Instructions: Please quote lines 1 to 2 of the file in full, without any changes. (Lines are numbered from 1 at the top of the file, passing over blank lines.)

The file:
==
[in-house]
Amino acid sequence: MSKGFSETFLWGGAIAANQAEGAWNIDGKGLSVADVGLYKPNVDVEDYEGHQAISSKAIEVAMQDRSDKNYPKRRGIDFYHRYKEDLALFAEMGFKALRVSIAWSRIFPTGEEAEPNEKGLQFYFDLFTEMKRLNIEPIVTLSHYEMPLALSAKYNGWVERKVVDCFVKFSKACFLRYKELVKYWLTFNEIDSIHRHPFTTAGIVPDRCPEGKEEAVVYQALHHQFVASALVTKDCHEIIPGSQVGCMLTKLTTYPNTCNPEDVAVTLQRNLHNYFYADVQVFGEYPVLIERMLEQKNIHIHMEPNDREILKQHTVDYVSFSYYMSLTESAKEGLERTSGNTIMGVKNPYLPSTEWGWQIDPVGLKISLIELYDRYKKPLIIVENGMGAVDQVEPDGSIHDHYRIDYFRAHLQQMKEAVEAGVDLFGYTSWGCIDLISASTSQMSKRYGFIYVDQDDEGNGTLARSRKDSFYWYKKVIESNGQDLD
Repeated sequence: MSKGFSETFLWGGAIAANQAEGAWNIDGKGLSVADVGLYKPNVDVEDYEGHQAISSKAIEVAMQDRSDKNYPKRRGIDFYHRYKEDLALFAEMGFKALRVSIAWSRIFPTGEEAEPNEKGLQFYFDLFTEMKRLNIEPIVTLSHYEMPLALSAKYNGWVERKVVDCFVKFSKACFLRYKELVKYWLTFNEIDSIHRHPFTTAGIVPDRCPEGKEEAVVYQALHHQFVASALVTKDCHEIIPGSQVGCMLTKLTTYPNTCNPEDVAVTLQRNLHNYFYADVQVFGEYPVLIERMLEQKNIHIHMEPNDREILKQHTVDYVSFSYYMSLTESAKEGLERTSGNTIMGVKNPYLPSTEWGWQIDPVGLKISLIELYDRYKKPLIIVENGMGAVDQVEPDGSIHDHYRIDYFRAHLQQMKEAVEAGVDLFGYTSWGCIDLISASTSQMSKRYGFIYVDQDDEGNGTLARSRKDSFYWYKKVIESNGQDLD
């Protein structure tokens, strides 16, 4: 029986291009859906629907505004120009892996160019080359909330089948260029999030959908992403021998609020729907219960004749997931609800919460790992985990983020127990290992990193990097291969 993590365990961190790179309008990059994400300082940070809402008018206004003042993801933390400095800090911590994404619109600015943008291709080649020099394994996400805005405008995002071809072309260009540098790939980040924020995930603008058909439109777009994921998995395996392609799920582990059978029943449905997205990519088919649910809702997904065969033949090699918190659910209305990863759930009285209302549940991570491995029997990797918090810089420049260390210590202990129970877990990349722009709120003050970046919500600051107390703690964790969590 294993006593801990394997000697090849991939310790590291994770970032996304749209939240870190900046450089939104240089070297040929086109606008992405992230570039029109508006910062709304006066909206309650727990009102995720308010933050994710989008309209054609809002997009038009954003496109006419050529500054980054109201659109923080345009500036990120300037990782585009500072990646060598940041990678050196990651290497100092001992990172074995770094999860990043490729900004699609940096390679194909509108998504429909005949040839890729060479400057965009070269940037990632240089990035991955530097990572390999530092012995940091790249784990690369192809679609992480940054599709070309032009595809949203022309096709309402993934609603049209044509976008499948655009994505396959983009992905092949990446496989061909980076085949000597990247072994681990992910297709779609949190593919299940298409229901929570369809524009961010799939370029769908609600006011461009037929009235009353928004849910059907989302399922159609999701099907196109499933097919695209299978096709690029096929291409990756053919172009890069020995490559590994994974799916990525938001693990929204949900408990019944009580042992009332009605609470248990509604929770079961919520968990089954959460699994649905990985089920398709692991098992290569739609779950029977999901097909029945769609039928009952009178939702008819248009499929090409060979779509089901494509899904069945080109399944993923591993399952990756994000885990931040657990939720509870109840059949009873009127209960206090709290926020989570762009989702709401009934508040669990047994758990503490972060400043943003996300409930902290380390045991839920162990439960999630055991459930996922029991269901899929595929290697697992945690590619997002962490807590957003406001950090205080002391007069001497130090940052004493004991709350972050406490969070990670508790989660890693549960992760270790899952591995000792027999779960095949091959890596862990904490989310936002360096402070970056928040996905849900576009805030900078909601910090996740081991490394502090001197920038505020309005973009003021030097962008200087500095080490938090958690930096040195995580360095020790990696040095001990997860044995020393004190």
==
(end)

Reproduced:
[in-house]
Amino acid sequence: MSKGFSETFLWGGAIAANQAEGAWNIDGKGLSVADVGLYKPNVDVEDYEGHQAISSKAIEVAMQDRSDKNYPKRRGIDFYHRYKEDLALFAEMGFKALRVSIAWSRIFPTGEEAEPNEKGLQFYFDLFTEMKRLNIEPIVTLSHYEMPLALSAKYNGWVERKVVDCFVKFSKACFLRYKELVKYWLTFNEIDSIHRHPFTTAGIVPDRCPEGKEEAVVYQALHHQFVASALVTKDCHEIIPGSQVGCMLTKLTTYPNTCNPEDVAVTLQRNLHNYFYADVQVFGEYPVLIERMLEQKNIHIHMEPNDREILKQHTVDYVSFSYYMSLTESAKEGLERTSGNTIMGVKNPYLPSTEWGWQIDPVGLKISLIELYDRYKKPLIIVENGMGAVDQVEPDGSIHDHYRIDYFRAHLQQMKEAVEAGVDLFGYTSWGCIDLISASTSQMSKRYGFIYVDQDDEGNGTLARSRKDSFYWYKKVIESNGQDLD